Fenugreek Fenugreek is one of the earliest spices known to man. It has a long history as culinary and a medicinal herb in the ancient world. The Egyptians, Greeks and Romans used fenugreek for medicinal and culinary purposes. In ancient Egypt it was used for the mummification process. During the Middle Ages it was used as a medicinal plant in Europe. Iran has a very rich tradition in cooking with fenugreek leaves. Fenugreek is also used in Northern and Eastern Africa as well as Western, Central and Southern Asia. Ethiopian spice mixture berebere include small amounts of fenugreek. It is indigenous to western Asia and southeastern Europe and was introduced in India by Arab traders.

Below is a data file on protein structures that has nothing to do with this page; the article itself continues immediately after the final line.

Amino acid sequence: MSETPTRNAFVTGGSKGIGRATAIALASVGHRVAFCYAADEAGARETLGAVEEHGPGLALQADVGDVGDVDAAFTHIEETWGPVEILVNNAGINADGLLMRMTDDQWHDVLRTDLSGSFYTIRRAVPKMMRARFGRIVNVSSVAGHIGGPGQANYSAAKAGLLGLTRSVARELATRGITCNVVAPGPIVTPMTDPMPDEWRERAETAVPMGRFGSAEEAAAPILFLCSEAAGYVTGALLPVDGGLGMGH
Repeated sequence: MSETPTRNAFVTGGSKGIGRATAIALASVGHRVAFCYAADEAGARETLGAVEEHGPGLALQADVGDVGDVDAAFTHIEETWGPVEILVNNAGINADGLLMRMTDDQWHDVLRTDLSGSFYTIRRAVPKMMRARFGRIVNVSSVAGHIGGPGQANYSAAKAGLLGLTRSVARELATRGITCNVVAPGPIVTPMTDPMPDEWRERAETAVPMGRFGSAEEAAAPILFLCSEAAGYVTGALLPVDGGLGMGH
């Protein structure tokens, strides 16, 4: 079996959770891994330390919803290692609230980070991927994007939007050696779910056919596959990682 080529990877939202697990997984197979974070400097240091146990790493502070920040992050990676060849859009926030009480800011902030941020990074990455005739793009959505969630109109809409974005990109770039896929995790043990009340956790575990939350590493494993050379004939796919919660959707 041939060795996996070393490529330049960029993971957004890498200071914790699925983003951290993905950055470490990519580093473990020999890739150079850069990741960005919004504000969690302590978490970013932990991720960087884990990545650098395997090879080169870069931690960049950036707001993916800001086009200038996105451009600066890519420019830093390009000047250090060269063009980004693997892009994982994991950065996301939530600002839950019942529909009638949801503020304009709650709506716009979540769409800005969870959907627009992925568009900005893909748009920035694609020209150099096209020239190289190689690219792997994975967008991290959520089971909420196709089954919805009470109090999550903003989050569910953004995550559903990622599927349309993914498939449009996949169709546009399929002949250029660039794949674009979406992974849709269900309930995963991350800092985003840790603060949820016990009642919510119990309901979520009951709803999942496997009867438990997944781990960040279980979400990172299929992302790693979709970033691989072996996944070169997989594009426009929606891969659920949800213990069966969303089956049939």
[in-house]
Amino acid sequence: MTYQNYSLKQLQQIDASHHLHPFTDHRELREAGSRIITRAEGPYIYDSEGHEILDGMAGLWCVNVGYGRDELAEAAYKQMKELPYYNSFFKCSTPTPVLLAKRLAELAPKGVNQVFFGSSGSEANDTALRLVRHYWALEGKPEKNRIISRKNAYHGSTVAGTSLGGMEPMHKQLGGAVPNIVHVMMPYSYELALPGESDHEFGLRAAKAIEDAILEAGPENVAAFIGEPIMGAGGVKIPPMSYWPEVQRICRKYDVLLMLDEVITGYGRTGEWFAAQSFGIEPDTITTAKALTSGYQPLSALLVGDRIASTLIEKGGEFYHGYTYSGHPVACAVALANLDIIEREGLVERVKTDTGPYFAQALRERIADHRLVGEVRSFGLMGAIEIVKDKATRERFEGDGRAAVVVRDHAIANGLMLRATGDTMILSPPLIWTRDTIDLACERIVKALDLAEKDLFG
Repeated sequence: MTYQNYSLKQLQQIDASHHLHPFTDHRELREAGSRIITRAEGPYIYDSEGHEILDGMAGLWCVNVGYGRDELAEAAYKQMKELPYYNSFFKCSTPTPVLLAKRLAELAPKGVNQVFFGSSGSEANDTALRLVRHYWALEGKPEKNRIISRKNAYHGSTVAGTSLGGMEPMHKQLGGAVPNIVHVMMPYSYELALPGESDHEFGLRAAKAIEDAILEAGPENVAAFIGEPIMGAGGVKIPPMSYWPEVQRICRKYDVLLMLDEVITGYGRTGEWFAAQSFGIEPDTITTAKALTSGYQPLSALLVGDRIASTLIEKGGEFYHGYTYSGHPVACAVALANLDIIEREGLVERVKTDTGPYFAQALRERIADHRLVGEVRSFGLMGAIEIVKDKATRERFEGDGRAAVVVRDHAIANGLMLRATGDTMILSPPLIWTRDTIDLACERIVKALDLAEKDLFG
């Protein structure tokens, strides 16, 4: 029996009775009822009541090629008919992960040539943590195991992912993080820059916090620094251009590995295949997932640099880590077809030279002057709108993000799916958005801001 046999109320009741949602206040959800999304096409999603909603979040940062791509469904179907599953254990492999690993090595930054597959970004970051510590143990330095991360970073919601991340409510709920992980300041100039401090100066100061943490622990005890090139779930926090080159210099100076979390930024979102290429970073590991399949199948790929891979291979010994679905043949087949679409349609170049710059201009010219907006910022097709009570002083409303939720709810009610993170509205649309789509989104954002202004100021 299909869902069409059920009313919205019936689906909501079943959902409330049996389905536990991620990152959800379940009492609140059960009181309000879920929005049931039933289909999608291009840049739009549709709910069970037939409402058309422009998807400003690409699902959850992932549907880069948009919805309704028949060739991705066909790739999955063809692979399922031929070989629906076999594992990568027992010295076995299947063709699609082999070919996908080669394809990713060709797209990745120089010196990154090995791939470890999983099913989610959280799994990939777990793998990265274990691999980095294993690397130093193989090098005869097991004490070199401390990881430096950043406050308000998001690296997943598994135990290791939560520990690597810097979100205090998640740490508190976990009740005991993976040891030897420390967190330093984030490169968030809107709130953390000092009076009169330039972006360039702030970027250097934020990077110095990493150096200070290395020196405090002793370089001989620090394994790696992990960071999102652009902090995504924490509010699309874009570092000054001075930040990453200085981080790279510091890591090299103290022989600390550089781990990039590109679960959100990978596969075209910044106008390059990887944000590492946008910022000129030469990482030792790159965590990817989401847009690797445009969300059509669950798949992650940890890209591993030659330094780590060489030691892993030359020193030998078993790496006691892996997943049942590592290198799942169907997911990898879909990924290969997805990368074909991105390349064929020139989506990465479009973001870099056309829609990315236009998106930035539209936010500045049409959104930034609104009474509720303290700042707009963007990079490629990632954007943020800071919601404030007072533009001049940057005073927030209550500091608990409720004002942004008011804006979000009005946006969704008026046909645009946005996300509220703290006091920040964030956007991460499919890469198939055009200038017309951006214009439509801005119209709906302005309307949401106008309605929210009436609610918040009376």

Fenugreek belongs to the bean family trigonella foenumgracum. It blooms white flowers in the summer and has very aromatic seeds. Small and oblong shaped yellowish brown seeds of the fenugreek plant have a warm and slightly bitter taste. Rich in vitamins and minerals, and because it is a seed and a legume, it is high in protein. Fenugreek is considered a digestive aid. It also lowers blood pressure and reduces sugar level in blood. Both fresh leaves and seeds of fenugreek are used in Indian cuisine. Although fenugreek is a legume it is widely used as a spice in India and it is an integral part of many Indian spice blends. Uncooked fenugreek seeds have an unpleasant, bitter taste, so the seeds are usually roasted and ground before use to mellow the bitterness. Dry roasting enhances the flavor and reduces the bitterness of fenugreek seeds. It needs close attention while toasting; it turns reddish brown and taste very bitter when over roasted.